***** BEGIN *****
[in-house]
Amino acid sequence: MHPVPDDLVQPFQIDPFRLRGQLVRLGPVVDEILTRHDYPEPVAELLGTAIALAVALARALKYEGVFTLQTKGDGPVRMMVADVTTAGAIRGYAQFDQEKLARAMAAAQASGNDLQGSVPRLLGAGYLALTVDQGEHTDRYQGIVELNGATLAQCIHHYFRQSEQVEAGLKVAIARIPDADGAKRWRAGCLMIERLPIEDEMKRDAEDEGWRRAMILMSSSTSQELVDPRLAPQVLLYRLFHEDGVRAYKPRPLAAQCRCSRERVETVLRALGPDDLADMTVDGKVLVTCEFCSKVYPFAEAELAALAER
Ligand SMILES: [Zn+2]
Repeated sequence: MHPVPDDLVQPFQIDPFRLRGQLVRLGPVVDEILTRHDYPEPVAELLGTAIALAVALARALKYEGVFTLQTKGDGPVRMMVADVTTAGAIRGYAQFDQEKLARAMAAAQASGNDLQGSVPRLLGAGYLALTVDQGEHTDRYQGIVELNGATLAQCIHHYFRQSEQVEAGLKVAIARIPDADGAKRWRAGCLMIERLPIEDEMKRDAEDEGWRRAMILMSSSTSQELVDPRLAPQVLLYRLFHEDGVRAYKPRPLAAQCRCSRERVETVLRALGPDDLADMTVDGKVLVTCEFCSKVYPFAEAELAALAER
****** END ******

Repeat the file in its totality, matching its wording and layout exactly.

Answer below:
[in-house]
Amino acid sequence: MHPVPDDLVQPFQIDPFRLRGQLVRLGPVVDEILTRHDYPEPVAELLGTAIALAVALARALKYEGVFTLQTKGDGPVRMMVADVTTAGAIRGYAQFDQEKLARAMAAAQASGNDLQGSVPRLLGAGYLALTVDQGEHTDRYQGIVELNGATLAQCIHHYFRQSEQVEAGLKVAIARIPDADGAKRWRAGCLMIERLPIEDEMKRDAEDEGWRRAMILMSSSTSQELVDPRLAPQVLLYRLFHEDGVRAYKPRPLAAQCRCSRERVETVLRALGPDDLADMTVDGKVLVTCEFCSKVYPFAEAELAALAER
Ligand SMILES: [Zn+2]
Repeated sequence: MHPVPDDLVQPFQIDPFRLRGQLVRLGPVVDEILTRHDYPEPVAELLGTAIALAVALARALKYEGVFTLQTKGDGPVRMMVADVTTAGAIRGYAQFDQEKLARAMAAAQASGNDLQGSVPRLLGAGYLALTVDQGEHTDRYQGIVELNGATLAQCIHHYFRQSEQVEAGLKVAIARIPDADGAKRWRAGCLMIERLPIEDEMKRDAEDEGWRRAMILMSSSTSQELVDPRLAPQVLLYRLFHEDGVRAYKPRPLAAQCRCSRERVETVLRALGPDDLADMTVDGKVLVTCEFCSKVYPFAEAELAALAER